My cousin is an experienced and dedicated elementary school teacher, in classrooms with no windows (therefore dependent on the school’s HVAC system for clean air) and a single mother who relies on the help of her nearby grandmother who is suffering from high levels of COVID- 19 virus suffers from risk from respiratory diseases. Students could easily become asymptomatic carriers of COVID-19, putting the grandmother at risk through her daughter and the rest of the family, including other high-risk elders.

However, at the end of last year my cousin was dissatisfied with the online learning process. Too many parents weren’t ready to make this work
for their children. She would love to get
back to more effective face-to-face teaching, but not at the risk of their family members.

Opening schools because students or teachers are unlikely to become seriously ill themselves is absurdly myopic. As with any public policy, all of the systems in play must be well understood and respected.

Christopher Juniper, Denver

Taxing fairer than fuel

Re: “Finally a plan to tackle Colorado’s crumbling streets,” Aug 2 comment

The problem has been around for years and an obvious (to me) potential source of funding to alleviate the problem has been overlooked in everything I’ve read.

Taxation on fuel has given electric vehicle owners “free” travel and hybrid vehicle owners discounted travel, but those vehicles all roll on tires!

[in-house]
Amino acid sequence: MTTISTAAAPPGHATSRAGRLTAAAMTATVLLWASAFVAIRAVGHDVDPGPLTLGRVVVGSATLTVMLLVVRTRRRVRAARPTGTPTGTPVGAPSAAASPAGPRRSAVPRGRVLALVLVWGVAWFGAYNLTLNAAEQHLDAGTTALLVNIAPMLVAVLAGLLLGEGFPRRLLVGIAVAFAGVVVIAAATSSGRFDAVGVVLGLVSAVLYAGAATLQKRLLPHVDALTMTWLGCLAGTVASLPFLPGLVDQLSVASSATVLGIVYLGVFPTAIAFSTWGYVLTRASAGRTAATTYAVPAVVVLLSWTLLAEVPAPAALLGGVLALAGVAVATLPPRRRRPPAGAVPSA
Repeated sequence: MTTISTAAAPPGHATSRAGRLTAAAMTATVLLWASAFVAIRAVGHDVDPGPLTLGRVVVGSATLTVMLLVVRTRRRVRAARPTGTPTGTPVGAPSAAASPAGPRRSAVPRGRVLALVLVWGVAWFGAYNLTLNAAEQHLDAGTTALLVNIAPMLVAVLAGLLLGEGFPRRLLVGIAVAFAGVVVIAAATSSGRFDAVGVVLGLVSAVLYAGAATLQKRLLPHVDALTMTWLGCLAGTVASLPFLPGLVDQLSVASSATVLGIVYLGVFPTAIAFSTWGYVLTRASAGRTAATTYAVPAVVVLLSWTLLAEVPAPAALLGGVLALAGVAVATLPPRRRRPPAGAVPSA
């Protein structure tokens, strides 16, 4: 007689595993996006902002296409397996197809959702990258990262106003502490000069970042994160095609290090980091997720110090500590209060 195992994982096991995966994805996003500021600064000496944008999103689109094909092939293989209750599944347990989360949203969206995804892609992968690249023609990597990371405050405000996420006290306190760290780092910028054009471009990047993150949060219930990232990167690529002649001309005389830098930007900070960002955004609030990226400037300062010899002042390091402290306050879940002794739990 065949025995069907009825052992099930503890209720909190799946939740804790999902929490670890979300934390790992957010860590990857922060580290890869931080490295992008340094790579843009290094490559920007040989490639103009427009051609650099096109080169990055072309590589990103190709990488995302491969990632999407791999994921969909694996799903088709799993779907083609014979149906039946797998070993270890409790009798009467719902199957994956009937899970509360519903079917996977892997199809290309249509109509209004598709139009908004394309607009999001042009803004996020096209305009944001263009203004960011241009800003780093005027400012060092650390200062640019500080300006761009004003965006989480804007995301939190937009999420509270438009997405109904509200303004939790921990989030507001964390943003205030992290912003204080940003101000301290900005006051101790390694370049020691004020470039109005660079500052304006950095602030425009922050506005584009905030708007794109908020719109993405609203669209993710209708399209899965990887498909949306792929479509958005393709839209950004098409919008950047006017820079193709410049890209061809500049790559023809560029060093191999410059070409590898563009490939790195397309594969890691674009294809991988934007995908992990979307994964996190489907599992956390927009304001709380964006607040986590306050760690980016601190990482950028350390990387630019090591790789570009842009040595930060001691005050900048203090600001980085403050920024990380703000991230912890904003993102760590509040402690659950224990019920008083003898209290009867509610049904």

Let’s tax the tires (and summaries) at the point of sale.

Large, heavy vehicles cause more wear on the roads and roll on larger, more expensive tires: Smaller, lighter vehicles cause less wear and tear and roll on smaller, cheaper tires.

Winter tires with spikes cause additional wear.

Certainly, the “experts” can devise a tax formula with a surcharge for spikes based on dollar cost or tire size or load weight rating or tread wear mileage or a combination of these or other factors to fairly distribute the financial burden based on the expected impact on the road surface, which the tires will have when mounted on motor vehicles and trailers.

Bottom line: We have to pay to maintain and build roads – let’s finance them based on how badly our vehicles will affect those roads.

Michael N. Shapiro, Denver